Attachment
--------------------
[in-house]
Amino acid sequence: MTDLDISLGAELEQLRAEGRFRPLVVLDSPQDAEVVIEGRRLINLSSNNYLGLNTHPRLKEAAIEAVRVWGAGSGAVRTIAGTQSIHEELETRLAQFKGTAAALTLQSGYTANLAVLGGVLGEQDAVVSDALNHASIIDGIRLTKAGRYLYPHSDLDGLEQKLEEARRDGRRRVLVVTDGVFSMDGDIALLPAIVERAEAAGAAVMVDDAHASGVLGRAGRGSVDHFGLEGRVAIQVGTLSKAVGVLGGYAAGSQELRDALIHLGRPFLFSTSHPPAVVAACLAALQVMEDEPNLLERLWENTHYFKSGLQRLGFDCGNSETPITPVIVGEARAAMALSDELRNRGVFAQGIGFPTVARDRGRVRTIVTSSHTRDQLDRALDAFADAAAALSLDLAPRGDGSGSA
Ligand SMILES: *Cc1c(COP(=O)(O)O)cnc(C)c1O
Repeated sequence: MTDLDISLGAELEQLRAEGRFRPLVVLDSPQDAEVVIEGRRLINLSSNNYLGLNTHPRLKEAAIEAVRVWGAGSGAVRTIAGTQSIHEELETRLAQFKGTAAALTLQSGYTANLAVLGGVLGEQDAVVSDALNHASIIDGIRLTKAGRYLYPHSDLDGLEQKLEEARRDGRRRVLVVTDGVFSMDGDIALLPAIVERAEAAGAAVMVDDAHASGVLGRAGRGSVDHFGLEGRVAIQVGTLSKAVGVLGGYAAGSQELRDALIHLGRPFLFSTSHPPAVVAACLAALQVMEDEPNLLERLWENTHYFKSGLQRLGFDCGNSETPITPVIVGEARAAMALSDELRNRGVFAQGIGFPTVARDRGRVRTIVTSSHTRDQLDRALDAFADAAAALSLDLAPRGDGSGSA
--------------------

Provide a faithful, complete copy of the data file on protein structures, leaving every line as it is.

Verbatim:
[in-house]
Amino acid sequence: MTDLDISLGAELEQLRAEGRFRPLVVLDSPQDAEVVIEGRRLINLSSNNYLGLNTHPRLKEAAIEAVRVWGAGSGAVRTIAGTQSIHEELETRLAQFKGTAAALTLQSGYTANLAVLGGVLGEQDAVVSDALNHASIIDGIRLTKAGRYLYPHSDLDGLEQKLEEARRDGRRRVLVVTDGVFSMDGDIALLPAIVERAEAAGAAVMVDDAHASGVLGRAGRGSVDHFGLEGRVAIQVGTLSKAVGVLGGYAAGSQELRDALIHLGRPFLFSTSHPPAVVAACLAALQVMEDEPNLLERLWENTHYFKSGLQRLGFDCGNSETPITPVIVGEARAAMALSDELRNRGVFAQGIGFPTVARDRGRVRTIVTSSHTRDQLDRALDAFADAAAALSLDLAPRGDGSGSA
Ligand SMILES: *Cc1c(COP(=O)(O)O)cnc(C)c1O
Repeated sequence: MTDLDISLGAELEQLRAEGRFRPLVVLDSPQDAEVVIEGRRLINLSSNNYLGLNTHPRLKEAAIEAVRVWGAGSGAVRTIAGTQSIHEELETRLAQFKGTAAALTLQSGYTANLAVLGGVLGEQDAVVSDALNHASIIDGIRLTKAGRYLYPHSDLDGLEQKLEEARRDGRRRVLVVTDGVFSMDGDIALLPAIVERAEAAGAAVMVDDAHASGVLGRAGRGSVDHFGLEGRVAIQVGTLSKAVGVLGGYAAGSQELRDALIHLGRPFLFSTSHPPAVVAACLAALQVMEDEPNLLERLWENTHYFKSGLQRLGFDCGNSETPITPVIVGEARAAMALSDELRNRGVFAQGIGFPTVARDRGRVRTIVTSSHTRDQLDRALDAFADAAAALSLDLAPRGDGSGSA